As shown in Figure 3A (and other data not shown), the FGXFS motif (which is altered to YGXFS in placentals; see Goffin and Kelly 1997) and four proline residues in box 1 (Dinerstein et al. 1995) are perfectly conserved among all the fish receptors. Box 2, which is less conserved even in mammals, also seems conserved. Interestingly, the fifth and sixth bisulfide-linked cysteines in the extracellular domain are not conserved in the GHRs of medaka, fugu, and 4 species of salmonids, as they are among the six GHRs of tetrapods (18 species). In contrast, the SLRs and GHRs of other nonsalmonids (13 species) retain all six cysteines (with the exception of the first one in fugu, which must be experimentally confirmed). Furthermore, eight tyrosine residues in the cytoplasmic domain, at least some of which are important for GH-induced cellular responses (Lobie et al. 1995; Hansen et al. 1997) and are highly conserved among tetrapods [93% = 133 tyrosines/(8 sites × 18 species)], are more conserved in the SLRs (22/24) than in the GHRs (43/72) of medaka, fugu, and salmonids. Again, these tyrosines tend to be more conserved in the nonsalmonid GHRs (108/112) as SLRs.

Thus, the SLRs of medaka, fugu, and salmonids (and GHRs of other nonsalmonids) are more similar in structure to the tetrapod GHRs than are their own GHRs. This may be the cause of their significant (cross-) interaction with the mammalian or fish GH (Lee et al. 2001; Tse et al. 2003; Kajimura et al. 2004; Fukada et al. 2005). Therefore, even though the nonsalmonid GHRs had been shown to interact with GH, it remains unclear whether they are GHRs or SLRs (i.e., they may interact more with SL as the salmon SLR).

Indeed, phylogenetic analyses apparently classified the GHRs of sea breams, turbot, flounder, and tilapia as SLR (Figure 7A). An extra intron inserted at the last exon of the sea bream and flounder GHRs (Tse et al. 2003; Nakao et al. 2004), similar to the medaka and fugu SLRs (Figure 3A), also supports this conclusion, although we noted that its position reported in flounder is not identical to those of medaka, fugu, and sea bream (Figure 7B). GHRs of goldfish, carps, catra, rohu, hawk fish, and catfish are less apparent, but are more likely to be SLR than GHR (Figure 7A). One (or even both) of eel GHRs also seems to be SLR (both retain the six cysteines). Therefore, the medaka (and fugu) GHR may be the first successful isolation of nonsalmonid GHR, and these sequences might be of more help to clone “true” GHR orthologs of other nonsalmonid species.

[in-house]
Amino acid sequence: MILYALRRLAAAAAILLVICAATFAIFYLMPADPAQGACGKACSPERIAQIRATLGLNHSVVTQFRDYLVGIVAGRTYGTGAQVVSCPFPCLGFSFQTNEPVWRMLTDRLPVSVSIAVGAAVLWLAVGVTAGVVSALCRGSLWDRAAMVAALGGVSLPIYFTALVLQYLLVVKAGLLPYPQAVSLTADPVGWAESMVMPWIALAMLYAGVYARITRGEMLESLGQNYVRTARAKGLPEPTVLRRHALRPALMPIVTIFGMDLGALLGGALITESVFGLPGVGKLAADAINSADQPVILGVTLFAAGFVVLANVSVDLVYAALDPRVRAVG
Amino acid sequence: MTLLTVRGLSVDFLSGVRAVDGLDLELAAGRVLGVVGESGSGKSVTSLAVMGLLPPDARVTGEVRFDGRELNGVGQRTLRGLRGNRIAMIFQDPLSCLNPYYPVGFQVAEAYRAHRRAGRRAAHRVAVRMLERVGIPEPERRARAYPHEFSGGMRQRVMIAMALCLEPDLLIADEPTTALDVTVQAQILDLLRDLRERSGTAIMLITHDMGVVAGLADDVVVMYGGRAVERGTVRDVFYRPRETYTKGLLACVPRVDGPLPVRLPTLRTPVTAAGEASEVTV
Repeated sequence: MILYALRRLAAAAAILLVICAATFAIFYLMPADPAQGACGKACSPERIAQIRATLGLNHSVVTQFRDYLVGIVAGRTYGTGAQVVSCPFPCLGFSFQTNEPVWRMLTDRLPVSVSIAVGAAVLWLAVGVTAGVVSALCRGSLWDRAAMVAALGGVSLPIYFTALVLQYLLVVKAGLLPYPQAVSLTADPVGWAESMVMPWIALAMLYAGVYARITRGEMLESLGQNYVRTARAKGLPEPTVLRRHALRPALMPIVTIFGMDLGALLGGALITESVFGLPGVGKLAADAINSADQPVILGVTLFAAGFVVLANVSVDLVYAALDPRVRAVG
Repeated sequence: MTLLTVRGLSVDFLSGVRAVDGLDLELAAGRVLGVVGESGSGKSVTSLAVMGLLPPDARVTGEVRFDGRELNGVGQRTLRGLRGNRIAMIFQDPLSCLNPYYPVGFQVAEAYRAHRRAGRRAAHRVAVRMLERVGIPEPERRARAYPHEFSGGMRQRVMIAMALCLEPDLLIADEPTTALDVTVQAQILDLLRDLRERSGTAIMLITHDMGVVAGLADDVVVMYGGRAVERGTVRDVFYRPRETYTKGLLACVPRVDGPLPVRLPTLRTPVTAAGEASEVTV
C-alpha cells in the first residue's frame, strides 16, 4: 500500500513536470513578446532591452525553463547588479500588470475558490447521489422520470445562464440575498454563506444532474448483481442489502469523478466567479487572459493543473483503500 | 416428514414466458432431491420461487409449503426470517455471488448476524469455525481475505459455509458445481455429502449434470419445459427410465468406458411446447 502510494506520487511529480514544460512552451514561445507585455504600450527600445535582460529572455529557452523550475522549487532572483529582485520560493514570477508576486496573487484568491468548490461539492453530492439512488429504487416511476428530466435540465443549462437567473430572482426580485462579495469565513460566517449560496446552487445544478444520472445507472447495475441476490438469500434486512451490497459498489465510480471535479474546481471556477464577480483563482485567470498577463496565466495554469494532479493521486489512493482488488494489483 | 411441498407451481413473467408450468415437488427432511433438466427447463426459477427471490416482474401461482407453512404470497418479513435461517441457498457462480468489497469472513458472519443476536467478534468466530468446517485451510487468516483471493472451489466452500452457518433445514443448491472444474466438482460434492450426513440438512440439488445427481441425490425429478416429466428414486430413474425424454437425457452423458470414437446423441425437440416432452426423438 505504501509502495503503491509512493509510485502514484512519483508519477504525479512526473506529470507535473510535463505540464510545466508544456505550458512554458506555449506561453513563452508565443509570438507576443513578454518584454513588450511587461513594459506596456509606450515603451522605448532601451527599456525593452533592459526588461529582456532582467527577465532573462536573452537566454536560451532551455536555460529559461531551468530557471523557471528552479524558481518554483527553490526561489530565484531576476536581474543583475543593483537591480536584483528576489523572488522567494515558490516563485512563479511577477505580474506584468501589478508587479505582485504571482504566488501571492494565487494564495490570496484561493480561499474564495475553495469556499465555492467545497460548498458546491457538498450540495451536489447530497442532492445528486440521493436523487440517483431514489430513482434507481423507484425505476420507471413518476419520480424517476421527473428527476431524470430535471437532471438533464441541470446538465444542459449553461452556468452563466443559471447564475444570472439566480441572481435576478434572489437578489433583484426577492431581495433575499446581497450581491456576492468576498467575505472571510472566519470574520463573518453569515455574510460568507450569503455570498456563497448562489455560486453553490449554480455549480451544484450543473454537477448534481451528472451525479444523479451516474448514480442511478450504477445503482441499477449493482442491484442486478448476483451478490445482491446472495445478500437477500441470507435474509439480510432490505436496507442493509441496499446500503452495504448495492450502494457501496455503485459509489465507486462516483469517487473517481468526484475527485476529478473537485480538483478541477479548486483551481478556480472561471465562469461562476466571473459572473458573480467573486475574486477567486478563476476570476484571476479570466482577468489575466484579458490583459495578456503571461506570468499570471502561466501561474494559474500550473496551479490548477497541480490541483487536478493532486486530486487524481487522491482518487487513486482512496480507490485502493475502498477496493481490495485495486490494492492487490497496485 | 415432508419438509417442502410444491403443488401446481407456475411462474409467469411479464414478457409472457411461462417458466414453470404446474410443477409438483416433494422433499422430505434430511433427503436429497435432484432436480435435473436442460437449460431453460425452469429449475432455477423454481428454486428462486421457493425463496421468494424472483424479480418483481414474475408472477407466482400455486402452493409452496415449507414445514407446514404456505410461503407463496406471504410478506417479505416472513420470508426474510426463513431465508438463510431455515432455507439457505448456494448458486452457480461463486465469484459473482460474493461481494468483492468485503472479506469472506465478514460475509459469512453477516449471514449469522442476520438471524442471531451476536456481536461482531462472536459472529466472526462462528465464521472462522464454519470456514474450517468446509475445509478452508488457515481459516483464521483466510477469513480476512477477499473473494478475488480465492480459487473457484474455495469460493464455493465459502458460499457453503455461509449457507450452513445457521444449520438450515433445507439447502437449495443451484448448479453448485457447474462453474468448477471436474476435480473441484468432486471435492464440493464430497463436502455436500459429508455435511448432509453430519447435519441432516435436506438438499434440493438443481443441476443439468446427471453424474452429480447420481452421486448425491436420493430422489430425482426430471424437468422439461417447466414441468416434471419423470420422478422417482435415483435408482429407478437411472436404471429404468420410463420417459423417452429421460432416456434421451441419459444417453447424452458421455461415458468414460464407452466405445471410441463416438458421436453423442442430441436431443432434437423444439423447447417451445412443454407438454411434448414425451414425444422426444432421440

The possibility of functional switching of fish SLRs and GHRs during evolution:

Needless to say, however, the above consideration is based on phylogenetic analyses, and we cannot exclude the possibility that these nonsalmonid GHRs (and even the SLRs of medaka and fugu) may be the “functional” equivalent of GHR, i.e., the functional switching of the family genes during evolution. From this standpoint, the structural dissimilarity between tetrapod and fish GHRs (see above) is interesting. Because SL seems to be missing from mammalian and avian genomes (S. Fukamachi, unpublished observation), but not from lungfish (Amemiya et al. 1999), ancestral existence and consequent loss of SL in the higher vertebrates seems likely.

Disruption of SL-SLR relationships might have triggered functional reorganization of, or compensation by, their closely related genes, such as GH and GHR. This probably occurred in the higher vertebrates instead, but such functional alteration(s) might have taken place in some fish lineage after the genome/gene duplication. While salmonids and sea bream retain the duplicated GHRs and SLs, respectively (see Figure 7A; Cavari et al. 2000), only one copy of them is found in the medaka or fugu genome (although it is still incomplete in medaka). In addition, a novel SL gene has been reported in some fish species (Cheng et al. 1997; Yang and Chen 2003; Zhu et al. 2004), while it seems to be missing in medaka or fugu. These inconsistent gene sets among some fish might reflect the putative lineage-specific functional diversification of SL, SLR, GH, and GHR (and a putative receptor for the novel SL). Further extensive phylogenetic and functional evaluations using variable species are necessary to resolve these complicated but intriguing questions.